Scriptaculous’ Effects.js makes jQueryUI’s Effects toolkit look like child’s magic set. For example, this is an animation set from the main slider on the homepage for the company I work for:

That’s six parallel animations performed over 0.8 seconds using a custom transition, executing actions before the animation starts and after it completes. All six animations use the same frame cycle, so each element is updated in unison. I can save that Effect.Parallel object and rerun it over and over again by calling one line of code.

Here’s a rough example of what the jQueryUI code would look like to do this:

Yes, it’s less code, but there’s some key differences here.

  1. There is nothing binding all of these animations to a central key-frame timer, so there’s no guarantee that all these animations will occur in sync. On a slow computer each element may animate on its own cycle as the setTimeout calls complete in series. It makes the performance of the animation much less fluid.
  2. There’s nothing allowing me to perform an action when all animations have completed, so I just have to hope that the first one I call completes at the same time the others do.
  3. The easeOutQuad transition and the .switchClass() methods are not part of jQuery core, but you’d never know that looking at the code. You wouldn’t even know that switchClass is an animation.
  4. I had to duplicate a LOT of values here.

Section 8 - Other Nit-picks

These are all little things in jQuery that bug me, none of which merit a section of their own.

  1. $().each iterates over each element in the collection. These elements are passed to your callback raw, without the jQuery wrapper, so 90% of your callbacks will have element = $(element) as the first line of code.

  2. $.each and $().each both pass first the index, and then the value to the callback. This means that if I have no need for the index, I can’t just leave it off the function declaration like I can in Prototype.

  3. $().serializeArray() returns an array of objects containing element names and values as separate keys. That’s all well and good, but I prefer Prototype’s Form.serialize(true), which returns a key:value paired object, with arrays as the value if a key occurs multiple times. It is closer to what PHP outputs and is just so much easier to debug.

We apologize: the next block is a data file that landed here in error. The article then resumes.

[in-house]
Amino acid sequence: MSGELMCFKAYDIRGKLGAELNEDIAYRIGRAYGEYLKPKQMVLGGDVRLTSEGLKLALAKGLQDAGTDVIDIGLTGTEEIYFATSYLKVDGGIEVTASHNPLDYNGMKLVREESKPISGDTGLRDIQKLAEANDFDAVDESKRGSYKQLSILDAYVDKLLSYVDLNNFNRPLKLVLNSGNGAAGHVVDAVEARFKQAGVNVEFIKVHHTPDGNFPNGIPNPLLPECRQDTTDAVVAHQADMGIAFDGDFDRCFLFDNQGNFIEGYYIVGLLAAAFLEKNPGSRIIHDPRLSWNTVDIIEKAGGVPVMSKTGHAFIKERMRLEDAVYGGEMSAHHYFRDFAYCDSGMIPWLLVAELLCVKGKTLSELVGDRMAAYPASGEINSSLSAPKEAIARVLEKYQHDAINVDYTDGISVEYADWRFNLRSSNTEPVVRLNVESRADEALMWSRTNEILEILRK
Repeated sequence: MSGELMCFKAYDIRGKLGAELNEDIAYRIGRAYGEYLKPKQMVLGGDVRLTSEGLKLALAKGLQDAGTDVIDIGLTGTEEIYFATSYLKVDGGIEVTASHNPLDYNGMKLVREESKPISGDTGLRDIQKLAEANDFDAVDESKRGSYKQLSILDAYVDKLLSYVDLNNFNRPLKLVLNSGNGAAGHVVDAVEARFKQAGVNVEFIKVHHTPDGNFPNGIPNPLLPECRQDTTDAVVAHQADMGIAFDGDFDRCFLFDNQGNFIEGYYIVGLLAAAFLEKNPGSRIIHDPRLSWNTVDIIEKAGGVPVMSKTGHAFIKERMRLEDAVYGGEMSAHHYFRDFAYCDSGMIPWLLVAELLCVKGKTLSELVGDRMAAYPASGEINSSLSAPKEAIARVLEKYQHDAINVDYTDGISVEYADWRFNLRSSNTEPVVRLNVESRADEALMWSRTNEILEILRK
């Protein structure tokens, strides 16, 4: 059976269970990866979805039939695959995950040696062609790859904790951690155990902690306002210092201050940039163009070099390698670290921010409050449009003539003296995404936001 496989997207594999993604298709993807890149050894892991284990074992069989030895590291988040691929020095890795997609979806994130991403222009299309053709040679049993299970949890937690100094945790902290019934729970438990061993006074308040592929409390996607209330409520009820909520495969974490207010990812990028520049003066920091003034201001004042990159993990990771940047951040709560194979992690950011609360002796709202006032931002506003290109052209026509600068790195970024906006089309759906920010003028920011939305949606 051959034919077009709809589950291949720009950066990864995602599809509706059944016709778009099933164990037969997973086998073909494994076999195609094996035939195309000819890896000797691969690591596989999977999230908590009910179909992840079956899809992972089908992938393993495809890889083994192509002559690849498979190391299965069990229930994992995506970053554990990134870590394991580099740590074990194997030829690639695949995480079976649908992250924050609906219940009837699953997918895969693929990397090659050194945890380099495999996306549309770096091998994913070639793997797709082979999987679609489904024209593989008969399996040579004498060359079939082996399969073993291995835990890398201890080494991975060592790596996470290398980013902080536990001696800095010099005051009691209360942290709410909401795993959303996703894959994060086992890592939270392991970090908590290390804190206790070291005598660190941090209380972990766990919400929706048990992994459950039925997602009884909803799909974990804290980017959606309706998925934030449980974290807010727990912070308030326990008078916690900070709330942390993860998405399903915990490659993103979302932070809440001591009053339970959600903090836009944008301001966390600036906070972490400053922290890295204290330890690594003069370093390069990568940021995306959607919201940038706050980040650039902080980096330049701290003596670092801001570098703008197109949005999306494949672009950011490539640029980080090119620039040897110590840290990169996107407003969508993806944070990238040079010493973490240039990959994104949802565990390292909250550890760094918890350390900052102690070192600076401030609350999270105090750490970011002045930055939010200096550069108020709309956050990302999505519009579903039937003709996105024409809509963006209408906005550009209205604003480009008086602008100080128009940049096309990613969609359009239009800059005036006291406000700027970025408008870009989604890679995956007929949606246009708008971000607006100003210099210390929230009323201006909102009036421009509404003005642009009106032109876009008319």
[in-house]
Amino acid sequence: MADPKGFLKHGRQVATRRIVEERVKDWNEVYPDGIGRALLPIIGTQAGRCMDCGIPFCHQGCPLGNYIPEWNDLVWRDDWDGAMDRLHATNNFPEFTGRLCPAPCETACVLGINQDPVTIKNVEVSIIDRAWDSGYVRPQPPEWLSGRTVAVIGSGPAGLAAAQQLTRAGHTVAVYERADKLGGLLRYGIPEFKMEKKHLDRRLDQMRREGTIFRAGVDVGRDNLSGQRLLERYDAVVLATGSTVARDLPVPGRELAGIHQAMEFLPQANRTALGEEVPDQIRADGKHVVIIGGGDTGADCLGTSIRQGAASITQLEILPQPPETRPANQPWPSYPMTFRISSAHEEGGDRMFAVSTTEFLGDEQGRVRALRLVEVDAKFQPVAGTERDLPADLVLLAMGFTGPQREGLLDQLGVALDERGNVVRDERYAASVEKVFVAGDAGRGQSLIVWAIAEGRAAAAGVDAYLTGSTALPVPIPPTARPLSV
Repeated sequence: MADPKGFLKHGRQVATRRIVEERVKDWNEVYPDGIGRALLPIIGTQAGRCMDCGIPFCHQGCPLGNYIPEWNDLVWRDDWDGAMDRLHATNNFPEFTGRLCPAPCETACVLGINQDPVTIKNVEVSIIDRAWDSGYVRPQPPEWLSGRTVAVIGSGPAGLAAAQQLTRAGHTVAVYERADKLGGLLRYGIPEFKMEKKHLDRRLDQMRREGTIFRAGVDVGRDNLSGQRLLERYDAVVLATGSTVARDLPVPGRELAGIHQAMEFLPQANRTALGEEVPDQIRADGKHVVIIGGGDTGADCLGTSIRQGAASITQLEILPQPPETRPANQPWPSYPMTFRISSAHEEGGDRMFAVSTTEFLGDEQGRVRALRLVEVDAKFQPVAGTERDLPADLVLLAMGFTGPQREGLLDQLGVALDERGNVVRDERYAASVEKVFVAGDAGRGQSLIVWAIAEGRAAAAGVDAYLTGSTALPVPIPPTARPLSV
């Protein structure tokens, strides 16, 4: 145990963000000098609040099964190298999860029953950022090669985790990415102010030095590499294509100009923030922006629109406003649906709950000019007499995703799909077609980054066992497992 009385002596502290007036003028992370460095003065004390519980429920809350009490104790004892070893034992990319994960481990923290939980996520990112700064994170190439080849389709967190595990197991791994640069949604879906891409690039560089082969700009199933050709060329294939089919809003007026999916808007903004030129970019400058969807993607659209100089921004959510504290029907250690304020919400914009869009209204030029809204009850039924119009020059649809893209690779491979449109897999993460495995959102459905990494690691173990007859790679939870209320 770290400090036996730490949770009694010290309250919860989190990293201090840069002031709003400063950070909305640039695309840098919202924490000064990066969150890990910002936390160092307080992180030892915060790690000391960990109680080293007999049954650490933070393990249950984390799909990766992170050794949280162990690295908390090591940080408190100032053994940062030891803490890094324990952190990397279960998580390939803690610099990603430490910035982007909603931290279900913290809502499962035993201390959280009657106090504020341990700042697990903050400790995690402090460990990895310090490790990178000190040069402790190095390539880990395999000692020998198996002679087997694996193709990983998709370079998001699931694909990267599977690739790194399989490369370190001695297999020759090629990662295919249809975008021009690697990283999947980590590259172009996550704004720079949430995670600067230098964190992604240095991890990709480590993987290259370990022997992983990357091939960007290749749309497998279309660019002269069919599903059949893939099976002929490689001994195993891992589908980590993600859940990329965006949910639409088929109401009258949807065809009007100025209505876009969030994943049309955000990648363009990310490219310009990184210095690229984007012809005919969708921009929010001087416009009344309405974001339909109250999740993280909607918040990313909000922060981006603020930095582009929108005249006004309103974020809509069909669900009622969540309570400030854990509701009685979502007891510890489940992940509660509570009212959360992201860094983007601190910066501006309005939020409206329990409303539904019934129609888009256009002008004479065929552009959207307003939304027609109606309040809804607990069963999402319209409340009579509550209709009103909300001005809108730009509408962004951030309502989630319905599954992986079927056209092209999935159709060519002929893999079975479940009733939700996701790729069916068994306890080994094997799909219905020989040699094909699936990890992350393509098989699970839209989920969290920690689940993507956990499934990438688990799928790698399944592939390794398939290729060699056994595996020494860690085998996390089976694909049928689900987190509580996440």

4. $().find() includes the contents of the collection in the search, you have to do $().contents().find() to prevent a selector from matching the parent.

  5. $().parent(), $().parents(), and $().parentsUntil() confuse the hell out of me, none of them seems to be equal to Prototype’s Element.up() function.

  6. jQuery has no equivalent to Prototype’s Element.Layout for calculating an element’s dimensions when it is display:none or not attached to the page.

Section 9 - Where jQuery gets it right.

  1. $().appendTo - Why the hell doesn’t Prototype have this? I even submitted a pull request to Prototype to add a similar syntax to Element.insert(), but the request was turned down as being inconsistent with the way insert is syntactically structured.

  2. Returning false in a $.each() callback cancels the loop. Why the hell does Prototype rely on throwing an exception to do this?

  3. Returning false in an event callback prevents propagation, Prototype requires calling event.stop()

  4. Prototype has no shorthand equivalent to $(function), the only option is $(window).observe('dom:ready'), and half the time I can’t remember if it’s window or document.

  5. $().trigger() works for all events. Prototype’s Element.fire() only works for custom events.

  6. Prototype has no equivalent to $().hover(), although there is a third-party lib to add it.

  7. The css selector for Prototype’s Element.select() is scoped at the element, where jQuery’s $().find() is scoped at the root of the page. This means that in Prototype I cannot use select() to match an element using on a selector further up the parent tree.

Conclusion

The final nail in the coffin for me is simply that there’s a lot of things Prototype can do that jQuery can’t, and very little jQuery can do that Prototype doesn’t support. Prototype offers me numerous extensions to manipulating strings and arrays, jQuery just gives me $.each() and $.trim(). Prototype gives me a system for doing Classical inheritance, jQuery gives me nothing.

Sadly, Prototype is dying. Even tho Prototype is the second most popular DOM library for developers (largely thanks to Ruby), the community support for it is almost non-existent when viewed next to jQuery. Many Prototype devs have been forced to switch to jQuery simply because that’s where the third party code is, myself included. My boss doesn’t accept me telling him that I’ll have to write a custom UI widget for a page when there’s a jQuery plugin already existing that does it. Clients don’t care that you have an nine point essay detailing all the ways jQuery is inferior, it has the name recognition, and they know future developers will be able to use it.